Cases (n = 50) were matched with two randomly selected controls (

Cases (n = 50) were matched with two randomly selected controls (n = 100). Conditional logistic regression models were used to investigate the associations between pre-diagnostic levels of hs-CRP, adiponectin, leptin, soluble vascular cell adhesion molecule-1 (sVCAM-1), soluble intercellular sellectchem adhesion molecule-1, E-selectin, monocyte chemoattractant protein-1 and colorectal cancer risk. Area under the receiver operating curves (AUC) and relative integrated discrimination improvement (RIDI) statistics were used to assess the discriminatory potential of the models. RESULTS: Plasma adiponectin level was associated with decreased colorectal cancer risk (P for linear trend = 0.03). Quartiles of sVCAM-1 were associated with increased colorectal cancer risk (P for linear trend = 0.02).

No association was observed with any of the other biomarkers. Compared to standard models with known risk factors, those including both adiponectin and sVCAM-1 had substantially improved performance for colorectal cancer risk prediction (P for AUC improvement = 0.01, RIDI = 26.5%). CONCLUSION: These results suggest that pre-diagnostic plasma adiponectin and sVCAM-1 levels are associated with decreased and increased colorectal cancer risk, respectively. These relationships must be confirmed in large validation studies. Keywords: Colorectal cancer, Adiponectin, Soluble vascular cell adhesion molecule-1, Nested case-control study, Prospective study INTRODUCTION Colorectal cancer is the third most frequently diagnosed cancer worldwide, accounting for more than one million cases and 600 000 deaths every year[1].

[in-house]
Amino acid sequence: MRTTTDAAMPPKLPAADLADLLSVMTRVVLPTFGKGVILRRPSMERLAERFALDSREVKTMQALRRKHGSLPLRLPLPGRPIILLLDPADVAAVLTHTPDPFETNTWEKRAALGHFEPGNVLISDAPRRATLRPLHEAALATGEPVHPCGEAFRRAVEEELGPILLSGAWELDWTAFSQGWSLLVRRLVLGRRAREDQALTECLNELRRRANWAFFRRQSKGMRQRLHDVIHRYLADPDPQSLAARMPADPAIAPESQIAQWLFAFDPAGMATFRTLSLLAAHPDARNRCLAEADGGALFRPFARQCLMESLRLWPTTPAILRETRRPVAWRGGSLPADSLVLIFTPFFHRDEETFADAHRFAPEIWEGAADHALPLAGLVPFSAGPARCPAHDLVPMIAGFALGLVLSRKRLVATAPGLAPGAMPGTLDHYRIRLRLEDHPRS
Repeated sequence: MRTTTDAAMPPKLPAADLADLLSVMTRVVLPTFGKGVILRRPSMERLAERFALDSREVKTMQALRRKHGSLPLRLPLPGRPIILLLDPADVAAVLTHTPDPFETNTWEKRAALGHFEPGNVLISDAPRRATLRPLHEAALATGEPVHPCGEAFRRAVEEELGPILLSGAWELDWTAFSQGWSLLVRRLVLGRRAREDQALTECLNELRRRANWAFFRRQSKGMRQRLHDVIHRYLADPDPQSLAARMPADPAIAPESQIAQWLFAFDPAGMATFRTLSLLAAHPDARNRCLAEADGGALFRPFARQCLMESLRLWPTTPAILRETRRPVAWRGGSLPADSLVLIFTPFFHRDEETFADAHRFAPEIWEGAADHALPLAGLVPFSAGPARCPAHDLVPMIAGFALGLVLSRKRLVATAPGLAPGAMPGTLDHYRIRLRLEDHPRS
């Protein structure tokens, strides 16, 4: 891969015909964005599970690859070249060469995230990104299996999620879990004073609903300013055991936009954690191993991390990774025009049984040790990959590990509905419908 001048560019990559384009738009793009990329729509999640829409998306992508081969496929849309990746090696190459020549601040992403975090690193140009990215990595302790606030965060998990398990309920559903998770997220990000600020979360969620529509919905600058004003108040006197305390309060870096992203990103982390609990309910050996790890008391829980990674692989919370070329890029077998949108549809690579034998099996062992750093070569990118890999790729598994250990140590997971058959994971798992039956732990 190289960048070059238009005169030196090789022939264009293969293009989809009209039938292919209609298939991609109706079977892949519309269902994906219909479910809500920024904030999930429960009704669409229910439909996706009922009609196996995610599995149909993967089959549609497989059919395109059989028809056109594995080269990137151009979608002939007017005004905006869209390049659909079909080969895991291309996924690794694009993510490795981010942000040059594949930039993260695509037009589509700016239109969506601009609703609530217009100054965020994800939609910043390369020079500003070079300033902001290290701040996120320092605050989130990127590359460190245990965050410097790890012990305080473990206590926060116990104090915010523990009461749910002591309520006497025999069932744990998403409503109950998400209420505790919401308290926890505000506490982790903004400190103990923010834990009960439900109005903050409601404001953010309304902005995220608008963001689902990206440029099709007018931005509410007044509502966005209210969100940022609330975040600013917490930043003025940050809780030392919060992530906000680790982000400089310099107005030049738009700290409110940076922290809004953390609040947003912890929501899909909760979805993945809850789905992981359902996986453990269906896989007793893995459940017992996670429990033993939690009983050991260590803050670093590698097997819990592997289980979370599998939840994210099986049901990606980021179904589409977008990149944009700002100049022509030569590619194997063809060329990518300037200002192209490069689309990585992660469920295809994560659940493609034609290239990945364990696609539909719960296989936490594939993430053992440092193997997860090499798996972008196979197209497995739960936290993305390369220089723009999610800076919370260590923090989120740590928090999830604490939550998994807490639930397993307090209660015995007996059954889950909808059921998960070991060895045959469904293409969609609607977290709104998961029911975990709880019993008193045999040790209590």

The identification of pre-diagnostic biomarkers associated with subsequent colorectal cancer risk is a key challenge. Markers of adiposity, endothelial adhesion, and inflammation may be suitable candidates[2-5]. Adipose tissue is an endocrine organ that produces adipokines and plays a critical role in the regulation of inflammatory processes[6]. Leptin reflects body fat storage and acts as a pro-inflammatory adipokine. Conversely, adiponectin production is decreased in obesity and generally has anti-inflammatory properties. Adhesion molecules such as E-selectin, intercellular adhesion molecule-1 (ICAM-1), vascular cell adhesion molecule-1 (VCAM-1) and the chemokine monocyte chemoattractant protein-1 (MCP-1) are important in cell-cell and cell-basement membrane interactions.

They are also intimately involved in inflammatory reactions[7]. C-reactive protein (CRP) is a widely used systemic biomarker for diagnosing acute and chronic inflammation[8]. Previous cross-sectional studies suggest the potential involvement of these biomarkers in colorectal carcinogenesis, with higher blood levels of CRP[9], leptin[10], soluble adhesion AV-951 molecules[11,12], and lower levels of adiponectin[10,13] observed in patients with colorectal cancer compared to controls.

Here we report the use of structural data from the pre-fusion den